From the village tourists can easily continue on a high path around to the Ancient Agora area or to the Acropolis entrance.

The Metro

Athens Metro, Greece

Athens metro, Greece

Athens’ metro is stylish and efficient. Stations often have art displays or sections of actual, on-the-spot archeological excavations permanently glassed-in for the illumination of passers-by. This station, Syntagma, displays a dangling 2, 000 AD clock and buried 1, 000 BC old relics.

Street Signs

Athens street signs, Greece

Athens street signs, Greece

Right in the centre of Plaka, Athen’s #1 tourist area, at a junction of the city’s most important pedestrianised street (Adrianou) are these helpful signs. Well, at least the numbers are understandable.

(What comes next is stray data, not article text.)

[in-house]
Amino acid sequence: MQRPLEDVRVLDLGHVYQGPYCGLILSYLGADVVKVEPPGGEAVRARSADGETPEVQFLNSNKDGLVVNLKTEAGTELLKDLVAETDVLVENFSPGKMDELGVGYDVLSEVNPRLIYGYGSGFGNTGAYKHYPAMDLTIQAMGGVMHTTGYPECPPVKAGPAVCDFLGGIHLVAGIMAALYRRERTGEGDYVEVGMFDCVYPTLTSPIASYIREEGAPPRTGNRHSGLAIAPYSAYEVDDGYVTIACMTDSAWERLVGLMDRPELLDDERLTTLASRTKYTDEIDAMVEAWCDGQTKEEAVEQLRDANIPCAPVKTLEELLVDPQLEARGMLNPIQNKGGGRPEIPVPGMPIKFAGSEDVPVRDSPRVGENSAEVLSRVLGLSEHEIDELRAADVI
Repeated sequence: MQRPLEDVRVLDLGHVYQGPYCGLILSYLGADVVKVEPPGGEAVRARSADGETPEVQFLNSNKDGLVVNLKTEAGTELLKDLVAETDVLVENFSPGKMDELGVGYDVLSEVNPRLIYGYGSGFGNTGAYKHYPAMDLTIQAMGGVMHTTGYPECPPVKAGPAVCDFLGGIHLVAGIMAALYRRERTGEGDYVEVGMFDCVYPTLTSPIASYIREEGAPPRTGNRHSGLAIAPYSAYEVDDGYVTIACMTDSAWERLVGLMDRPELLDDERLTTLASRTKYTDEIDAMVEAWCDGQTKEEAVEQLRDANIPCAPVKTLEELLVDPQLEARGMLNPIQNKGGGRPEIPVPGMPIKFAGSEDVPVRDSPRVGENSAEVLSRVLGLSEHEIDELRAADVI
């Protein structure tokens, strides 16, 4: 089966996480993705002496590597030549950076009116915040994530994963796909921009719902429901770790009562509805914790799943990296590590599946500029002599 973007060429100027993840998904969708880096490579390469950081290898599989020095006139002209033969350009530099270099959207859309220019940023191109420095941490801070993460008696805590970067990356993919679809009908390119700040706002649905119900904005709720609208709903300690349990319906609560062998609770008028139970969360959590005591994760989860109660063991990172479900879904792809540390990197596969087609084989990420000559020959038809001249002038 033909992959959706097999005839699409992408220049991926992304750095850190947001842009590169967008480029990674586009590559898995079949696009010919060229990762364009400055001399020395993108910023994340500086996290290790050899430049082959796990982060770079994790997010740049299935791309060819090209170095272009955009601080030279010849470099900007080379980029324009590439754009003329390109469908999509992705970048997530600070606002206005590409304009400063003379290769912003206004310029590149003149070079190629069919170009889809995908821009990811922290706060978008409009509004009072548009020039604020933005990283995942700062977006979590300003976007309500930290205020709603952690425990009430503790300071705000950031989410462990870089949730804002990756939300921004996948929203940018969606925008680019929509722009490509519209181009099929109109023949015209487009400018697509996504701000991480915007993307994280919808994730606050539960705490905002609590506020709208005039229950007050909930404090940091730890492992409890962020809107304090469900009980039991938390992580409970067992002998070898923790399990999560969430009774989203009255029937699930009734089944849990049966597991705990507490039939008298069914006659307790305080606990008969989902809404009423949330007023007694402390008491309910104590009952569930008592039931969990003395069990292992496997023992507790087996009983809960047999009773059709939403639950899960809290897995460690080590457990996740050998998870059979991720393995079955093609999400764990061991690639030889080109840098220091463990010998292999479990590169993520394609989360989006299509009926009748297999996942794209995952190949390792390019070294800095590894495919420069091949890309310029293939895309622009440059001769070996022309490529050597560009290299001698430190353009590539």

Moral: Athens tourists would do well to learn at least some of the Greek alphabet before going. This may be of more use than learning to speak the language since many locals speak reasonable English.


Parking on Athens sidewalks, Greece

Athens pavement, Greece

Although local authorities have created the excellent Acropolis loop walkway and several pedestrianised roads in the Plaka district, they have ignored the state of pavements/sidewalks used by all except those who spend their lives in taxis.
Pavements (UK English) are decayed, dangerous if you don’t watch every step you make, and strewn with cars and garbage bins. In many cases walking in the road is the only option.
This example is on the way from Plaka to Syntagma, a key route for Athens tourists due to Syntagma’s metro station and airport buses.